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EBooks (CITD 1993-2002) >

Please use this identifier to cite or link to this item: http://hdl.handle.net/1807/4268

Title: The Lucky Immigrant: The Public Life of Fortunato Rao
Authors: Harney, Nick,
Sturino, Franc,
Keywords: Fortunato Rao
immigrant
trade union
labour activism
Italian communities
Italians in Toronto
Issue Date: 2002
Publisher: Multicultural History Society of Ontario and CITD Press, University of Toronto at Scarborough
Series/Report no.: Ethnocultural Voices;
Abstract: This book is the life history of Fortunato “Lucky” Rao, a post-war Italian immigrant from the southern most peninsular region of Italy, Calabria. The small hill town of San Giorgio Morgeto sent hundreds of its people through chain migration overseas in search of work after the war. Ontario’s thirst for labour, and more specifically Toronto’s need for construction and manufacturing workers and Guelph’s for railway workers were major destination points. Mr. Rao was one of them. His life history is the story of an immigrant who found his place in the world of work, community and social justice in Ontario. With only fifth grade education, limited language skills but a desire to work, “Lucky” worked first in construction, then foundries but finally found his calling as a union organizer and advocate for the less privileged. In as much as Lucky’s work life and union activity with the United Steelworkers is intriguing and an important perspective on the relationship between immigrant labour, unions and ultimately the NDP political party, the man refuses to be easily categorized. Lucky is the driving force and President of the social club from the same hometown. These local activities are linked with his larger involvement with the Calabrian immigrant community, the largest sub-ethnicity of Italians in greater Toronto, and pan-Italian associations, newspapers, radio and television. He also created his own weekly cable community “Labour Show” with the help of the Steelworkers that lasted for over twenty years. His views of the world, of his status within the community and his activities with Italian community organizations make his story crucial for creating a fuller, more textured picture of immigrant life. His life cannot be seen only as the story a labour radical nor as a country rube sent on a migration journey by circumstances. Fortunato “Lucky” Rao reminds us that in the flow of labour to capital are creative and complex people whose stories need to be heard. Fortunately Mr.Rao has kept an extensive archival record of his life in the form photographs, letters and newspaper clippings. A selection of these will be included in the site.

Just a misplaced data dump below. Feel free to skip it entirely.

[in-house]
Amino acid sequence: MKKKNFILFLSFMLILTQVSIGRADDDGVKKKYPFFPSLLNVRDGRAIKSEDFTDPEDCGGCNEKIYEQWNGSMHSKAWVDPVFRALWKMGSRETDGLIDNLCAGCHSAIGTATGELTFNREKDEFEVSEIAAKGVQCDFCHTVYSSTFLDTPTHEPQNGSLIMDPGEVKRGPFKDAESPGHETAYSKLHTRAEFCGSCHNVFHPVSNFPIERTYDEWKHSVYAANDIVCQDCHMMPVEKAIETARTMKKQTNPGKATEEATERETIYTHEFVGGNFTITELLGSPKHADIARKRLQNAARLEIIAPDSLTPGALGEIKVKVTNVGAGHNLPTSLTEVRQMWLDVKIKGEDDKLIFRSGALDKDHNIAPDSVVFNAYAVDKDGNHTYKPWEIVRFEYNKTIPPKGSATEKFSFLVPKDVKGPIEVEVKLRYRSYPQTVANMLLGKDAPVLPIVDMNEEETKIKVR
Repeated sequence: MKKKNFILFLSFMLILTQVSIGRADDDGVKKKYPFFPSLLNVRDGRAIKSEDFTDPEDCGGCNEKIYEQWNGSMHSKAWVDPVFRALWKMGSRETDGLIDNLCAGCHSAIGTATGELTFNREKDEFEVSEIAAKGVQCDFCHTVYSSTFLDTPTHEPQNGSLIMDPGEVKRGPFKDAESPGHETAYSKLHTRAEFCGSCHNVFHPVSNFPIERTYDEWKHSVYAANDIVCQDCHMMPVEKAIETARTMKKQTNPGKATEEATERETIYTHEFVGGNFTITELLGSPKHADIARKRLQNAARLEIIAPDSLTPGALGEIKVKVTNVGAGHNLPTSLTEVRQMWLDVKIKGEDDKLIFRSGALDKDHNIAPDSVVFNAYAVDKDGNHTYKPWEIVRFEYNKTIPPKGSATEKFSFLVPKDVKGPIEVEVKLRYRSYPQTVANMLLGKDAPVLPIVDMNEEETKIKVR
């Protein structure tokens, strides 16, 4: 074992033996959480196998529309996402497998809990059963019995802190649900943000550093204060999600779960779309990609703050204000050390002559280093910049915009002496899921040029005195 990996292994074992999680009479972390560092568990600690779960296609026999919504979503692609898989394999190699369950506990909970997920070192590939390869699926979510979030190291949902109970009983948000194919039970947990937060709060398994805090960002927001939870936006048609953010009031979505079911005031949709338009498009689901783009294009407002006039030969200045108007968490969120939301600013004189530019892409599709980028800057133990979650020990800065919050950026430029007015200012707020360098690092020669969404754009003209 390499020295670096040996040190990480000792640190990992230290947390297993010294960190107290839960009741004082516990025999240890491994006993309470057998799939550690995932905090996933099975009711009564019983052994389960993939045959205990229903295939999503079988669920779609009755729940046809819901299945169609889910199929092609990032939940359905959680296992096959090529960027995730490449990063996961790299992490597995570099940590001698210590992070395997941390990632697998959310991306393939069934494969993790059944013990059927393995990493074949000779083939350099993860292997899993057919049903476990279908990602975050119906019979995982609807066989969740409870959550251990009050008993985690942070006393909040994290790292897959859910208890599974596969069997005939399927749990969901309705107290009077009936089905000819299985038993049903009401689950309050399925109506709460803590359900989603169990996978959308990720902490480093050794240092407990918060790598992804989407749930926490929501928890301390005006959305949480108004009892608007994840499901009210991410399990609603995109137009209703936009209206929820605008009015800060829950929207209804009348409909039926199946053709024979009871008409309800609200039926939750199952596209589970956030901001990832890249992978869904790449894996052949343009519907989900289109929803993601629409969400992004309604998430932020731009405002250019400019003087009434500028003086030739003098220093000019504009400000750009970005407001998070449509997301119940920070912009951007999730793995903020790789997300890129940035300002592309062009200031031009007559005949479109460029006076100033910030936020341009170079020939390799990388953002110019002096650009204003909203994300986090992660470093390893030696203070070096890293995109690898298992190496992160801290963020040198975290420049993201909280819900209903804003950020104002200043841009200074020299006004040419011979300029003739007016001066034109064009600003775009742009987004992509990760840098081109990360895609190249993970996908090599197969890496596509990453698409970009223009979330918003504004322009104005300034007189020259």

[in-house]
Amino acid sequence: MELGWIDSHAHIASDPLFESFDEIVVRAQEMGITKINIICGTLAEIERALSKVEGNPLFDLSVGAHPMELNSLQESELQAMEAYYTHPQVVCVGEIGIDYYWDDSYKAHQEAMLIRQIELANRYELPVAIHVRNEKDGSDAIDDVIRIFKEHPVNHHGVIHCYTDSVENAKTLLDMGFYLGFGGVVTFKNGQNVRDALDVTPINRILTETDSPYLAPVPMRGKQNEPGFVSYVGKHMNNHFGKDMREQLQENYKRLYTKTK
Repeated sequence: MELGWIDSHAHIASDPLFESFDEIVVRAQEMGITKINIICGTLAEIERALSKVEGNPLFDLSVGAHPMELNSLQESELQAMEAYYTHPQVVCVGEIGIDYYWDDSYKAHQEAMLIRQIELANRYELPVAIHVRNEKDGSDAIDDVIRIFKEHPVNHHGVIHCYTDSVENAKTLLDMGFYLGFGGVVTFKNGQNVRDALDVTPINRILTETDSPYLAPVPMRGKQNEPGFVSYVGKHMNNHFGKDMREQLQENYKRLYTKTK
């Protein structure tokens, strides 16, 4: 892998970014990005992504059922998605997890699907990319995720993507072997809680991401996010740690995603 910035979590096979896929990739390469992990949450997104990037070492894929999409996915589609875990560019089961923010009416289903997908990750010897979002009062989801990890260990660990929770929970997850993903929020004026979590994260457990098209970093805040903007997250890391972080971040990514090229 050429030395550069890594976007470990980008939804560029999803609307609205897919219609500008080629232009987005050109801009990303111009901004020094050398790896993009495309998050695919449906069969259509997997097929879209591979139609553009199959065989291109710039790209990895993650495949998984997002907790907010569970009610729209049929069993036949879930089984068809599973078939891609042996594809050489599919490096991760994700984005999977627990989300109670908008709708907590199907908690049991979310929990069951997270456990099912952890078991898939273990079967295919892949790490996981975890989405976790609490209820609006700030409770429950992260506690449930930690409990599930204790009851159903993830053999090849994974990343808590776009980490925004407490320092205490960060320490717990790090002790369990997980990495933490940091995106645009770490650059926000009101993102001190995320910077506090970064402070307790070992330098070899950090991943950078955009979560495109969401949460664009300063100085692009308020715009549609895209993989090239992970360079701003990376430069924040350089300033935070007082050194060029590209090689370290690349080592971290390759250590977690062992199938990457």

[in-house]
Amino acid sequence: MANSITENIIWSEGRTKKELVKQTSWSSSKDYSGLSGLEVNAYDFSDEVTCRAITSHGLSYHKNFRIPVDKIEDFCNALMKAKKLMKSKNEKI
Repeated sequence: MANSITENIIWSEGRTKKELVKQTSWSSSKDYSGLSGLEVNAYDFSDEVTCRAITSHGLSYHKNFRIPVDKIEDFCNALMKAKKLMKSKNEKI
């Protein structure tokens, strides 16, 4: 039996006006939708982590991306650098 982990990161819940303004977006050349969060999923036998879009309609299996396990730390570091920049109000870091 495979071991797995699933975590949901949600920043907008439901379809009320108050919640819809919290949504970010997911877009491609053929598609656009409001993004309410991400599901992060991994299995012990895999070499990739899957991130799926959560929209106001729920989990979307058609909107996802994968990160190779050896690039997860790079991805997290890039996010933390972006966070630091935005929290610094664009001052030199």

URI: http://hdl.handle.net/1807/4268
ISBN: 772763089
ISSN: 0-7727-6308-9
Appears in Collections:EBooks (CITD 1993-2002)

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